SUMMARY / RELATED TOPICS

Biathlon

The biathlon is a winter sport that combines cross-country skiing and rifle shooting. It is treated as a race. Depending on the competition, missed shots result in extra distance or time being added to the contestant's total. According to Encyclopædia Britannica, the biathlon "is rooted in the skiing traditions of Scandinavia, where early inhabitants revered the Norse god Ullr as both the ski god and the hunting god". In modern times, the activity that developed into this sport was an exercise for Norwegian people, an alternative training for the military. Norwegian skiing regiments organized military skiing contests in the 18th century, divided in four classes: shooting at mark while skiing at top speed, downhill race among trees, downhill race on big hills without falling, a long race on flat ground while carrying rifle and military pack. In modern terminology these military contests included downhill, slalom and cross-country skiing. One of the world's first known ski clubs, the Trysil Rifle and Ski Club, was formed in Norway in 1861 to promote national defense at the local level.

20th century variants include Forsvarsrennet – a 17 km cross-country race with shooting, the military cross-country race at 30 km including marksmanship. The modern biathlon is a civilian variant of the old military combined exercise. In Norway, the biathlon was until 1984 a branch of Det frivillige Skyttervesen, an organization set up by the government to promote civilian marksmanship in support of national defense. In Norwegian, the biathlon is called skiskyting. In Norway there are still separate contests in skifeltskyting, a cross-country race at 12 km with large-caliber rifle shooting at various targets with unknown range. Called military patrol, the combination of skiing and shooting was contested at the Winter Olympic Games in 1924, demonstrated in 1928, 1936, 1948, but did not regain Olympic recognition because the small number of competing countries disagreed on the rules. During the mid-1950s, the biathlon was introduced into the Soviet and Swedish winter sport circuits and was enjoyed by the public.

This newfound popularity aided the effort of having biathlon gain entry into the Winter Olympics. The first Biathlon World Championship was held in 1958 in Austria, in 1960 the sport was included in the Olympic Games. At Albertville in 1992, women were first allowed in the Olympic biathlon; the competitions from 1958 to 1965 used high-power centerfire cartridges, such as the.30-06 Springfield and the 7.62×51mm NATO, before the.22 Long Rifle rimfire cartridge was standardized in 1978. The ammunition was carried in a belt worn around the competitor's waist; the sole event was the men's 20 km individual, encompassing four separate ranges and firing distances of 100 m, 150 m, 200 m, 250 m. The target distance was reduced to 150 m with the addition of the relay in 1966; the shooting range was further reduced to 50 m in 1978 with the mechanical self-indicating targets making their debut at the 1980 Winter Olympics in Lake Placid. For the 2018/2019 season electronic targets were approved as an alternative to paper or mechanical steel targets for IBU events.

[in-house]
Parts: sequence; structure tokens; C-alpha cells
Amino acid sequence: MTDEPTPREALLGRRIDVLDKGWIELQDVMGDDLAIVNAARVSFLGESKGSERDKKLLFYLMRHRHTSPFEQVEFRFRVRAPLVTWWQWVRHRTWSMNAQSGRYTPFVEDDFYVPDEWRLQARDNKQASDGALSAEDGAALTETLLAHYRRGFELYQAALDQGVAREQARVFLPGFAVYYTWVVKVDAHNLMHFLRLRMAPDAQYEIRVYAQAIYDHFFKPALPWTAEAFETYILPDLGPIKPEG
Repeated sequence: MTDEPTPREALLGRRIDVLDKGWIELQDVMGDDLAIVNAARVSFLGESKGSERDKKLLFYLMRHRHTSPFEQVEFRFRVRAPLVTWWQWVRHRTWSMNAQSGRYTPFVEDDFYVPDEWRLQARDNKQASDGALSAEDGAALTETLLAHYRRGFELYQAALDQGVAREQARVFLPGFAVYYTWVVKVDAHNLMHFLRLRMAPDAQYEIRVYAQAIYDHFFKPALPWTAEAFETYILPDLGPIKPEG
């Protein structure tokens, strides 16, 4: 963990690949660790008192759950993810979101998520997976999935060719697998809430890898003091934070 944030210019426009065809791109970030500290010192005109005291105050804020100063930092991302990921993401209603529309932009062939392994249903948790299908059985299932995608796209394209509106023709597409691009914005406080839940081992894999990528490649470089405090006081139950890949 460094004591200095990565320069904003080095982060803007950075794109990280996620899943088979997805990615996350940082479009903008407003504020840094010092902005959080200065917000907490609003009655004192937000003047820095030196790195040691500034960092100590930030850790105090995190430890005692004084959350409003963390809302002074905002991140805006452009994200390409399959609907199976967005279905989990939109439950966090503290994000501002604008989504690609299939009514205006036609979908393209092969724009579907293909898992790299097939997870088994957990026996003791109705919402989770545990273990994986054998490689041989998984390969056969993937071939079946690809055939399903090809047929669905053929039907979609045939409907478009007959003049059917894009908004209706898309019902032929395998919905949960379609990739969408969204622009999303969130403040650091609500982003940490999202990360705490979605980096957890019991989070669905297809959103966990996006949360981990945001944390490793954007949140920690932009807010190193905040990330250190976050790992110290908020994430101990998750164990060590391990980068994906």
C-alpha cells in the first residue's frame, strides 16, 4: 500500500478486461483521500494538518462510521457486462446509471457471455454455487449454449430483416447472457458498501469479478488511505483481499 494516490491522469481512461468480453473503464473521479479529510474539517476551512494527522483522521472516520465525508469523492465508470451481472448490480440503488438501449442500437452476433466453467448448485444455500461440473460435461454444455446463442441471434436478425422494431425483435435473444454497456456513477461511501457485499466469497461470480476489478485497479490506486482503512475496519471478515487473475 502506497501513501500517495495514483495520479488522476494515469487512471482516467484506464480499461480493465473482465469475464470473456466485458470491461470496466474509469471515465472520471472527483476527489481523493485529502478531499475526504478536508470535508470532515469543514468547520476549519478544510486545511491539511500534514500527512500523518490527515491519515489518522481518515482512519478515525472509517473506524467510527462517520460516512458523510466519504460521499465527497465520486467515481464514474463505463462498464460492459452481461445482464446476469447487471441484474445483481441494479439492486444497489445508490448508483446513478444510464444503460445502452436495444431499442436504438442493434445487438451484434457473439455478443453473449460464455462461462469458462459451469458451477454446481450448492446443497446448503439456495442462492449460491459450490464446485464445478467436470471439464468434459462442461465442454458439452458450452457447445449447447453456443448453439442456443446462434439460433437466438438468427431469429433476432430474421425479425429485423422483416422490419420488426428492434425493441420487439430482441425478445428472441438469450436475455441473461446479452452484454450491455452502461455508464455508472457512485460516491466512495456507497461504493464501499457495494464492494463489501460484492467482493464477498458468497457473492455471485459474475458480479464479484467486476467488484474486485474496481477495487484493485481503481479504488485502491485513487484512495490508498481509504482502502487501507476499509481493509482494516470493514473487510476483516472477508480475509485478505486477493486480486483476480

In 1948, the International Modern Pentathlon Union was founded, to standardise the rules for the modern pentathlon and, from 1953 biathlon. In July 1993, the biathlon branch of the UIPMB created the International Biathlon Union, which separated from the UIPMB in 1998. Presidents of the UIPMB/IBU: 1947–1949: Tom Wiborn 1949–1960: Gustaf Dyrssen 1960–1988: Sven Thofelt, 1988–1992: Igor Novikov 1992-2018: Anders Besseberg Since 2018: Olle Dahlin The following articles list major international biathlon events and medalists. Contrary to the Olympics and World Championships, the World Cup is an entire winter season of weekly races, where the medalists are those with the highest sums of World Cup points at the end of the season. Biathlon at the Winter Olympics Biathlon World Championships Biathlon World Cup Biathlon European Championships IBU Cup Biathlon Junior World Championships Biathlon at the Winter Universiade The complete rules of the biathlon are given in the official IBU rule books. A biathlon competition consists of a race in which contestants ski through a cross-country trail system whose total distance is divided into either two or four shooting rounds, half in prone position, the other half standing.